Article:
So, as much as people hate Apple (I myself have a droid, not an iPhone but I don't hate Apple), they really elevated the hobbyist computer to a new level that brought video gaming on the computer to the forefront. I had SO many games for my Apple it isn't funny. In fact, I will go and run the Apple emulator on my PC when I feel really nostalgic for games like Ultima, Wizardy, Karateka, etc.

As it is, if it weren't for the iPhone, would we even have all the choices we have to choose from (iPhone, Android, Windows 7 phones)? That's the beauty of a free market. Apple is free to have tight reigns on their products which in turn drives innovation from other companies to create competing products. That gives us, the consumer, choices. That's better than some other countries where you don't have a choice.

I'll take Apple existing to help drive the market over having only one choice.
 

euston

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Along with how terrific the C language is, The K&R C book is still the best programming reference I own. Thin and concise while containing a reference to and an example of everything someone who programmed the base C language might ever need.

It's strange how strongly I reacted to this news. C was my first language, and I've been aware of Mr. Ritchie's influence since the first time I programmed a computer, and now, he's gone.
 

del35

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[Steve Jobs was a great man. But he would have been nowhere without giants like Dennis Ritchie./quote]

Steve Jobs greatness stems from his skills at propaganda, receiving unconditional MSM support, and deceit.
 

del35

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Steve Jobs was merely a profiteer with street smarts at the right time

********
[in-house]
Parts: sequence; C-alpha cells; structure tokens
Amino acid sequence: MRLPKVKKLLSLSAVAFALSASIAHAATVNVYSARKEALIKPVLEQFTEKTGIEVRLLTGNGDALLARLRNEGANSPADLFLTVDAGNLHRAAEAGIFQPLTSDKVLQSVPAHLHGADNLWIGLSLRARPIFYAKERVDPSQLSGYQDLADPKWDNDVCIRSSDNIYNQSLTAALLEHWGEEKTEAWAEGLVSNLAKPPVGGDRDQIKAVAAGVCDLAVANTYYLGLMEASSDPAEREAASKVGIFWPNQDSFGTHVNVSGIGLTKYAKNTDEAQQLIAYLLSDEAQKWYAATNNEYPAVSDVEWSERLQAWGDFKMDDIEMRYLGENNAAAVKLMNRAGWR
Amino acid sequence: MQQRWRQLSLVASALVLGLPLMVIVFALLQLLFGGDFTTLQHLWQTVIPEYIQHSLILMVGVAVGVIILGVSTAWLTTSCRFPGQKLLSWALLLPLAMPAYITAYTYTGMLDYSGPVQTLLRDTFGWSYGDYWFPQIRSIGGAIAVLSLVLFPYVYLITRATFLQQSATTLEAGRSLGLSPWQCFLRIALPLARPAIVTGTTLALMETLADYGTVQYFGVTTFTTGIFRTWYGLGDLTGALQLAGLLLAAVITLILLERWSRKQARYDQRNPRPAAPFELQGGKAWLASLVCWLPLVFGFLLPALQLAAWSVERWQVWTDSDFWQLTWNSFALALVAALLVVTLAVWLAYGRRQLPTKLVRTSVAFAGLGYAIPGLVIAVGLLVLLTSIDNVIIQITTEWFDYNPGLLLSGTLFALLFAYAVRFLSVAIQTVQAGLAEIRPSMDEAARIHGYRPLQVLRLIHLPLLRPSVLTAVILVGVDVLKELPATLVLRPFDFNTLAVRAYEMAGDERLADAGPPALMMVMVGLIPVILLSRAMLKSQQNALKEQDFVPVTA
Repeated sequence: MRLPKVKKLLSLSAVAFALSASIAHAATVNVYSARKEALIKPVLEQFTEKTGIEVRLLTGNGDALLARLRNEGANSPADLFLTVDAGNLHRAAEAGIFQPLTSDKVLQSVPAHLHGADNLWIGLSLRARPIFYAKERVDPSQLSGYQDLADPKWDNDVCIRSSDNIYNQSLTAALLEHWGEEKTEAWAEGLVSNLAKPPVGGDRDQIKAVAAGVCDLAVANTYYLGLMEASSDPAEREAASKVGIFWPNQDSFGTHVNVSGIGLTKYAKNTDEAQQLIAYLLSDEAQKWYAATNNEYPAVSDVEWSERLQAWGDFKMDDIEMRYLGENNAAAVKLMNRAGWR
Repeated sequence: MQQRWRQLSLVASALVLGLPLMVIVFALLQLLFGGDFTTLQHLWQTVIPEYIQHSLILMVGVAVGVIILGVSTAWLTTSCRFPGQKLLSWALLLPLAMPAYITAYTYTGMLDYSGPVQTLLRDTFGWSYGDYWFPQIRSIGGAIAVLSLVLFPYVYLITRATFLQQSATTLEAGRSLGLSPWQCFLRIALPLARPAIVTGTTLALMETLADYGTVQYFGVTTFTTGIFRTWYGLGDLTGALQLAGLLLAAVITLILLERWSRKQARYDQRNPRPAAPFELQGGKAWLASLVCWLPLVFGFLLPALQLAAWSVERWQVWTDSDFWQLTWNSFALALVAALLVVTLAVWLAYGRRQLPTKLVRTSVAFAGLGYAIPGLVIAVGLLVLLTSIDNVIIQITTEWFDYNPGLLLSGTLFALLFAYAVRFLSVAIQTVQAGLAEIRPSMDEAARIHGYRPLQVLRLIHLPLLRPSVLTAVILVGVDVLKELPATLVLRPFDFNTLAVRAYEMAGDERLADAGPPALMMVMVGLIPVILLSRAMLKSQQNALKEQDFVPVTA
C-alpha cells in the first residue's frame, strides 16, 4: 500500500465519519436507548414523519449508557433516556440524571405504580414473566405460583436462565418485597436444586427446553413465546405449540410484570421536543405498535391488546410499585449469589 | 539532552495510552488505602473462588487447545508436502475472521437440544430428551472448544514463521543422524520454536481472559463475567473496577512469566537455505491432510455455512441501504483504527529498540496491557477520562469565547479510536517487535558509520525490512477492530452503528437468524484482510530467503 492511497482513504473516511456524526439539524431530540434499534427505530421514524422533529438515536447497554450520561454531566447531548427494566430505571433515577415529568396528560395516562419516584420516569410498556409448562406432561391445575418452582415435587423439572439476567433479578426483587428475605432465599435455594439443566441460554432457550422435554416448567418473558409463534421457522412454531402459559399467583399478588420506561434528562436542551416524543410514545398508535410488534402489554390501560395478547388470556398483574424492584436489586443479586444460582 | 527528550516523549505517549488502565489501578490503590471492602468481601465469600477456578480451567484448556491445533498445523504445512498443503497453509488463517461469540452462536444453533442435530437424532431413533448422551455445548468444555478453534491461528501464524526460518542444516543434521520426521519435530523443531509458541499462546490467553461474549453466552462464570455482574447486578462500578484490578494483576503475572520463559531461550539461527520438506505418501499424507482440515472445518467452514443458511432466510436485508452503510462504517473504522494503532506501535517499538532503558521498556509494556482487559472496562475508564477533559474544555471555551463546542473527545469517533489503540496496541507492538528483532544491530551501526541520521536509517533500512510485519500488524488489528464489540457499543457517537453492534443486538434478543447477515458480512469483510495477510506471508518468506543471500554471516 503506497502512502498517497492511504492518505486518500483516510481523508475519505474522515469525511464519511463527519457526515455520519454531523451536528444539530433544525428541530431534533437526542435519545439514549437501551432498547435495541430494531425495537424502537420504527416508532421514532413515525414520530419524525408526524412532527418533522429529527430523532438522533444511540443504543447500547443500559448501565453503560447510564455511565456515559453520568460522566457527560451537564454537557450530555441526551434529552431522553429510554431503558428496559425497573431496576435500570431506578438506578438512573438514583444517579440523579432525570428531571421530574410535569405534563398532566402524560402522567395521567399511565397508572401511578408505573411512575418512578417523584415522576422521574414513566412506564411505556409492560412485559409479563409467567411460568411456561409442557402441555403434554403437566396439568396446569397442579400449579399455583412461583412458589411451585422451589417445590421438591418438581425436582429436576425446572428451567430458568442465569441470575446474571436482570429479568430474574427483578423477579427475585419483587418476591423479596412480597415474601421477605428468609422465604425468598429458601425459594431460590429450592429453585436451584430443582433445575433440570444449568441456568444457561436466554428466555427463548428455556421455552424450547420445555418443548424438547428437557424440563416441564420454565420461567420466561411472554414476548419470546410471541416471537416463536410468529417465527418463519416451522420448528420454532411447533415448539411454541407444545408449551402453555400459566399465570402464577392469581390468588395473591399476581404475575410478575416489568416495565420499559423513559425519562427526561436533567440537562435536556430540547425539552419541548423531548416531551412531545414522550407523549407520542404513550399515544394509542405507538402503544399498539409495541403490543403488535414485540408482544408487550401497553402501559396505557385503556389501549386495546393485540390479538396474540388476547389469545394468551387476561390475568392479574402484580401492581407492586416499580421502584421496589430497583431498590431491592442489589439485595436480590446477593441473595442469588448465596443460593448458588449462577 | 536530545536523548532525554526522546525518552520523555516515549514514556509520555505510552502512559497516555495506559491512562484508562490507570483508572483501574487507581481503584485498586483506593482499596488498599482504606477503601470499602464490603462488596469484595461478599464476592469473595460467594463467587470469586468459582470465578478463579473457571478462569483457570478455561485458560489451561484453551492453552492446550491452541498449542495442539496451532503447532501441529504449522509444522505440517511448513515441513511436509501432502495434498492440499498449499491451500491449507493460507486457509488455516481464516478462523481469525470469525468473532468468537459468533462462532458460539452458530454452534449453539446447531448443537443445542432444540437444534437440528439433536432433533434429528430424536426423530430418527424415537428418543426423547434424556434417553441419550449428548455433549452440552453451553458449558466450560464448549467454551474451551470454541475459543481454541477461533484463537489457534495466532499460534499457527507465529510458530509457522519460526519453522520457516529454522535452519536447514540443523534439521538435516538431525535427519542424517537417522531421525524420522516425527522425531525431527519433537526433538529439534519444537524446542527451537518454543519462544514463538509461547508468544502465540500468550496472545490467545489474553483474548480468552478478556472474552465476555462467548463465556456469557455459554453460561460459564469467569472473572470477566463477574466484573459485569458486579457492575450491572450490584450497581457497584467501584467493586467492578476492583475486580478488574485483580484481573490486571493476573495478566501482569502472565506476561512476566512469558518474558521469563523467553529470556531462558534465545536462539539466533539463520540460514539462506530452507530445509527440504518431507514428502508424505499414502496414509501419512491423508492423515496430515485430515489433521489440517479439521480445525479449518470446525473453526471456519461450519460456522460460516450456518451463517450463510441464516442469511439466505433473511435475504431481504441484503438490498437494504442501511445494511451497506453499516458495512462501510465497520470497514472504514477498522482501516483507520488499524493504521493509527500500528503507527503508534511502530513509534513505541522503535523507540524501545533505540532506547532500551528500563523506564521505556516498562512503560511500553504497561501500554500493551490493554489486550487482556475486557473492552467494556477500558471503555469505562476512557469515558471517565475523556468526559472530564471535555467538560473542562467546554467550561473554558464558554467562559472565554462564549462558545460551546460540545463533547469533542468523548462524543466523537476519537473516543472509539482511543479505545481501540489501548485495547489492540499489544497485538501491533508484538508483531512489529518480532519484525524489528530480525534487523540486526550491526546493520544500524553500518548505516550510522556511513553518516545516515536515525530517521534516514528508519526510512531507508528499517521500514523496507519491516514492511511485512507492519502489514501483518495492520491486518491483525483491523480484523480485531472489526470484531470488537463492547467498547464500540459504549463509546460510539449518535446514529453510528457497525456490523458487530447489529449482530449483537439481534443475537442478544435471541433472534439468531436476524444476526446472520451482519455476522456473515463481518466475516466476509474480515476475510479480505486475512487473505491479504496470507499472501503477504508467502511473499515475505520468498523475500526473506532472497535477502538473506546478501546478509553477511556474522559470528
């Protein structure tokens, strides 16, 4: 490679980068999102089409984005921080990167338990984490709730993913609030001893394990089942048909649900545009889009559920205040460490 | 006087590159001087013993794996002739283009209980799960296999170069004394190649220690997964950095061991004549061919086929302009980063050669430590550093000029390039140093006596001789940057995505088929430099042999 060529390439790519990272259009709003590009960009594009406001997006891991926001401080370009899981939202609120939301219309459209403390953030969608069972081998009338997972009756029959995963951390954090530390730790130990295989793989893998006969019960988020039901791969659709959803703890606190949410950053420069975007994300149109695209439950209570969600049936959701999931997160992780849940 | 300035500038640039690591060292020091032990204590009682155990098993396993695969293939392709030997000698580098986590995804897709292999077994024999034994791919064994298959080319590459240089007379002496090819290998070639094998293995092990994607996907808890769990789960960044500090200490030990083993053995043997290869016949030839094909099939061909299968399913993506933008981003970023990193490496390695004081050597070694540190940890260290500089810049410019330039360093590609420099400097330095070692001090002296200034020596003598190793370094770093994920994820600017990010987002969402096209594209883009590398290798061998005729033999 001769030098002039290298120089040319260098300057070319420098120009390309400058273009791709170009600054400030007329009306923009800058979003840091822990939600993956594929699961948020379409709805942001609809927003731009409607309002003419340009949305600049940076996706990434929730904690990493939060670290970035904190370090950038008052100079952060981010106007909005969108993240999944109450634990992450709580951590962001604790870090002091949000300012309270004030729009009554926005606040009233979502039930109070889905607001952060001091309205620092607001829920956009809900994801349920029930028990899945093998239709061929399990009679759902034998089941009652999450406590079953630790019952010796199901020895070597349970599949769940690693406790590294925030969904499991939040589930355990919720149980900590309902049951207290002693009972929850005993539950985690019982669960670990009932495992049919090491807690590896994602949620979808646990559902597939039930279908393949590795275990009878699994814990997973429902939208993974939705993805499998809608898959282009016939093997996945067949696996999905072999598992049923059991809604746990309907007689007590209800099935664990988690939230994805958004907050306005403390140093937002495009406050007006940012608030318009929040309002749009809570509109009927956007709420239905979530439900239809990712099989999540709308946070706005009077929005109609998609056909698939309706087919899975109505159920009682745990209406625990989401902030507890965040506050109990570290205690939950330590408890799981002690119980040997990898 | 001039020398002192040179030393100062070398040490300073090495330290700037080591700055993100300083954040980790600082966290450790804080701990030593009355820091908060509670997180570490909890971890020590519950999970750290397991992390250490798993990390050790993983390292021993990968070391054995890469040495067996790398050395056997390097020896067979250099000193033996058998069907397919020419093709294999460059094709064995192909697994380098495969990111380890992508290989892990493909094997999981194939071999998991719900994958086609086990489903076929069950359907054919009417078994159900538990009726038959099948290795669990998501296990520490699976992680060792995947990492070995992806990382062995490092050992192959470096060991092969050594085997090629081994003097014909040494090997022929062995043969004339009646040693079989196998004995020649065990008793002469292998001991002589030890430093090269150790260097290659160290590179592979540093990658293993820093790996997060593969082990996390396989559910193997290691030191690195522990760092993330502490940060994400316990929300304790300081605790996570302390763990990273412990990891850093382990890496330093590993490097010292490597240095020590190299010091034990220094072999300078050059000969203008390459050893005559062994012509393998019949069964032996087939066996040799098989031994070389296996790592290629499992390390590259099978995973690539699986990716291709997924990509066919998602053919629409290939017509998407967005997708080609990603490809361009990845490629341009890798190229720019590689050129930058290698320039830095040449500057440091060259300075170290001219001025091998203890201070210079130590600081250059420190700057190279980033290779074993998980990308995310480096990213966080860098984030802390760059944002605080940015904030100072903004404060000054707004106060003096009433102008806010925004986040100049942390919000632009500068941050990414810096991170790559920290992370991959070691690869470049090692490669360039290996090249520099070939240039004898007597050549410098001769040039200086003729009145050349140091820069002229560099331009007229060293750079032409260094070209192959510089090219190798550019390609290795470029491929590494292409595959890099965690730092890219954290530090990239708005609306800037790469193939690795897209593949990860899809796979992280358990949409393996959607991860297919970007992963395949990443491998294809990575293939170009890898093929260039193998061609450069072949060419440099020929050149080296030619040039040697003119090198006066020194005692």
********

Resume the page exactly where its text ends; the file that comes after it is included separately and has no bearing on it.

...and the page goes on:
He was also a con-artist with unconditional support of the narrowly owned MSM. The media is not telling us about Dennis, but still insists on proudly trumpeting non stop their "genius" Steve Jobs. Steve Jobs was a good actor and impostor. It sadden me to see great men like Dennis pass away with so little commentary on his contribution to inf. technology and civilization.
 

del35

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he's the father of modern computing he dies and no1 cares. just look at the number of comments. Compare it to steve jobs that didn't do anything productive other then sue other companies over silly patents.
So fucking true. So tragic. When are the people going to demand freedom from MSM propaganda?
 

hoof_hearted

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Nothing against Steve Jobs, but Dennis Ritchie deserves much more credit for his contribution to the computing industry. Eveything, at some point, is written in C or at the very least had to use something written in C to even exist (maybe assembly). The whole industry including Microsoft, Apple, etc own him a debt of gratitude.
/**/
 

jundaboy

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Thanks you very much for UNIX and other Linux based OSs Dennis. Its people like this we should remember who made so much possible in the IT world we live in today. Not bloody Steve Jobs.
 

anony2004

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No need to compare Jobs and Ritchie people, both were greats in their own rights, somebody had to come earlier and lay foundation for others to benefit. Sad month for IT nevertheless.